Fraudsters fleece Egypt using foreign wheat
Top wheat importer Egypt's decision to increase the price premium paid to its own farmers has given fraudsters a golden opportunity to pass off cheap foreign grain as locally grown and profit at the country's expense.
June 2, 2012 8:00 by Reuters
ACairobased trader underlined the inconsistency between large reported local grain purchases and the diesel shortage.
“They (local farmers) would need a lot of diesel to power the machines for harvesting, and when you think of it there have been shortages in the country, where are they going to get all this energy to harvest 2 million tonnes? It doesn’t add up,” the trader said.
“The origins can be anything ranging from Argentine to Russian, they are all cheaper than the local procurement price.”
An official from the Ministry of Supply and Domestic Trade, who asked not to be named, outlined steps being taken against internal smuggling but accepted that it would be difficult to halt.
“Of course I’m expecting there will be smuggling, it’s been happening for years and there’s no reason why it shouldn’t happen this year,” the official said.
The ministry official said the government has tried to control questionable claims partly by clamping down on small farmers selling disproportionately large quantities of wheat.
“Now when we come to buy the wheat from the farmers, we require to see documentation to see how much land he owns.”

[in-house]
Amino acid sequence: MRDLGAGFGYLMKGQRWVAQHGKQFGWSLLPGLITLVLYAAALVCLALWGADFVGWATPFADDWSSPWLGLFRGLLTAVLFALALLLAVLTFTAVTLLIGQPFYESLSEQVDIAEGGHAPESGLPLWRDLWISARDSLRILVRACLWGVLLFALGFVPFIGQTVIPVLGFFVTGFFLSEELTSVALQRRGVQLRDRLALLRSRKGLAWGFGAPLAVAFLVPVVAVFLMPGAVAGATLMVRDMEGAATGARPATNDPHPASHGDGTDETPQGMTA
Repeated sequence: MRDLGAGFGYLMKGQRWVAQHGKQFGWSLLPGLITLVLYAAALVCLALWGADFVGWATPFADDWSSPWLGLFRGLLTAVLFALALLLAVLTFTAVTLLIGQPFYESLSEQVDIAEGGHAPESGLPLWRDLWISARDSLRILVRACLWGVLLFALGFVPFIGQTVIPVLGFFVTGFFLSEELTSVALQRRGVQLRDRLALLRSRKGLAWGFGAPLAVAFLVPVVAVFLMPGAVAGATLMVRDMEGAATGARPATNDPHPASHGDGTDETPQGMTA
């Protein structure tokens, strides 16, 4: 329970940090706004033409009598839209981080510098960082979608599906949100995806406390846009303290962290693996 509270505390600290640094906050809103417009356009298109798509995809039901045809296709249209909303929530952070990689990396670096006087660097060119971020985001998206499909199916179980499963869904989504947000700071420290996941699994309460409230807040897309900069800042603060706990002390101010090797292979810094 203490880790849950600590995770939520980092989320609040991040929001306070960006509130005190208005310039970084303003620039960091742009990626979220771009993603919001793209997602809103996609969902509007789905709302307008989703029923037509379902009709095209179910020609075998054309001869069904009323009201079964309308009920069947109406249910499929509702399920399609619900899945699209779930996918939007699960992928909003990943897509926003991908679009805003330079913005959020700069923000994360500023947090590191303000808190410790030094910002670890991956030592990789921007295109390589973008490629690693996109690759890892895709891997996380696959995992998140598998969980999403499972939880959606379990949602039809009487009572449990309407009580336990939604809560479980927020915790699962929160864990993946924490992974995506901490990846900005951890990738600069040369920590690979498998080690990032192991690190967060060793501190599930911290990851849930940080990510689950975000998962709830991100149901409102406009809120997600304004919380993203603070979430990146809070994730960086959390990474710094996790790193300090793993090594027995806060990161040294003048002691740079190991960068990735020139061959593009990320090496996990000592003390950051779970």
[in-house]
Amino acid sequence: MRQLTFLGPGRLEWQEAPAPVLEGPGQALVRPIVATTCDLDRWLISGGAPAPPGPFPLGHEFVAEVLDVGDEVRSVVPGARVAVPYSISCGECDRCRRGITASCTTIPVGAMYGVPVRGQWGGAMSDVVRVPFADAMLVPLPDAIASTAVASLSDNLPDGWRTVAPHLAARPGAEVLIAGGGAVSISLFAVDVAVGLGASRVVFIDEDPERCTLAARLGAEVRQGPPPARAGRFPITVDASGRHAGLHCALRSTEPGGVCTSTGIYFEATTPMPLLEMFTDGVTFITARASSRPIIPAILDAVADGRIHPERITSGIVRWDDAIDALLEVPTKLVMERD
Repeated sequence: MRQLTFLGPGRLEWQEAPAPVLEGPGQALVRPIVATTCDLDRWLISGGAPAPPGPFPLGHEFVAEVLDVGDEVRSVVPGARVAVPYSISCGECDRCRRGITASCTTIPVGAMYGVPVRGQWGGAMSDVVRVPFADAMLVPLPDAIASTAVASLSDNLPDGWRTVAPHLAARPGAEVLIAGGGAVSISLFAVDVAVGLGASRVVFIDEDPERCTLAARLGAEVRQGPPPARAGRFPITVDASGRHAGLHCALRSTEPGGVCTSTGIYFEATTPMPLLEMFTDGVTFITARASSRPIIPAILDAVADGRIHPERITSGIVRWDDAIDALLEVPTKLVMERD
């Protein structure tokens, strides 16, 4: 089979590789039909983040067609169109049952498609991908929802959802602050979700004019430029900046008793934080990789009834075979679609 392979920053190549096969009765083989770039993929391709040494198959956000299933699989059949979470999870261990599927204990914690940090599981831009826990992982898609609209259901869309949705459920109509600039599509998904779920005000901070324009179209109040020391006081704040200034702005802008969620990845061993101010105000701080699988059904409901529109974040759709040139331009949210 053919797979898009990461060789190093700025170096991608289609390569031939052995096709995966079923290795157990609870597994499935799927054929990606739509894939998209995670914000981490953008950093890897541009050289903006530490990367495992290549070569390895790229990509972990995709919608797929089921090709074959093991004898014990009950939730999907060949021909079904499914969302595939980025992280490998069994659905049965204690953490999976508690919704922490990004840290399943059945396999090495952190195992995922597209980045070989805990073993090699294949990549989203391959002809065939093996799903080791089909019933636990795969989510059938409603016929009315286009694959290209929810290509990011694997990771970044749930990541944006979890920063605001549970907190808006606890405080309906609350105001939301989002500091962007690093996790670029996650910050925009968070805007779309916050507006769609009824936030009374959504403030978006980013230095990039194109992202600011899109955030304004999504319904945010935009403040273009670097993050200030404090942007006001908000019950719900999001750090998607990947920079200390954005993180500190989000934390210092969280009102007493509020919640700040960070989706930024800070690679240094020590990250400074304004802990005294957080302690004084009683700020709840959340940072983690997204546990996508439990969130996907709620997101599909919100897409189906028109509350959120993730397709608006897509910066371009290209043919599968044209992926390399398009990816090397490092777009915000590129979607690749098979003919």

Traders said the profits were split between the importers and farmers along with others in the supply chain.
Egyptis forecast to consume 18.9 million tonnes of wheat in 2011/12, up from 17.7 million tonnes the previous year, according to U.S. Department of Agriculture data.
The North African country, which has one of the highest per capita rates of consumption at about 180 to 200 kg of wheat a year, imports half of its needs.
The General Authority for Supply Commodities (GASC), the state’s main grain buyer, is responsible for the majority ofEgypt’s wheat imports.
GASC is also in charge of procuring wheat from local farmers, starting around April until July. Egyptian wheat is planted in October and November and harvested in April and May.
The country has consistently imported between 10 and 11 million tonnes of wheat for the past three years, according to International Grains Council data. (Reporting by Sarah McFarlane; Editing by Veronica Brown and Anthony Barker)
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